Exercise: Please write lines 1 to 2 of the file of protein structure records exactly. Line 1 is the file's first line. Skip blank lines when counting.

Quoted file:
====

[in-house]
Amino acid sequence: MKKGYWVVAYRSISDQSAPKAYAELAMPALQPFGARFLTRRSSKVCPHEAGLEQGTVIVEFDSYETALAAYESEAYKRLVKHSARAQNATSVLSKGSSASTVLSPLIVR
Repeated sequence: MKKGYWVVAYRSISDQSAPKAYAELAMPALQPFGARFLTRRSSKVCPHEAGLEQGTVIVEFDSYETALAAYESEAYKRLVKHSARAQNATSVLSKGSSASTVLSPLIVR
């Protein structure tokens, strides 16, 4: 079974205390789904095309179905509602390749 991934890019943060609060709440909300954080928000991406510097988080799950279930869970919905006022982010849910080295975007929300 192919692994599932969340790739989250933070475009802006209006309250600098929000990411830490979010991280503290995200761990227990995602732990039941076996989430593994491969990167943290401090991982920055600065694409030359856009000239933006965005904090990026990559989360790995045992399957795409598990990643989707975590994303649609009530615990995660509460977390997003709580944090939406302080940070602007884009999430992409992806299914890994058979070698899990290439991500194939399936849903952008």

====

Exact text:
[in-house]
Amino acid sequence: MKKGYWVVAYRSISDQSAPKAYAELAMPALQPFGARFLTRRSSKVCPHEAGLEQGTVIVEFDSYETALAAYESEAYKRLVKHSARAQNATSVLSKGSSASTVLSPLIVR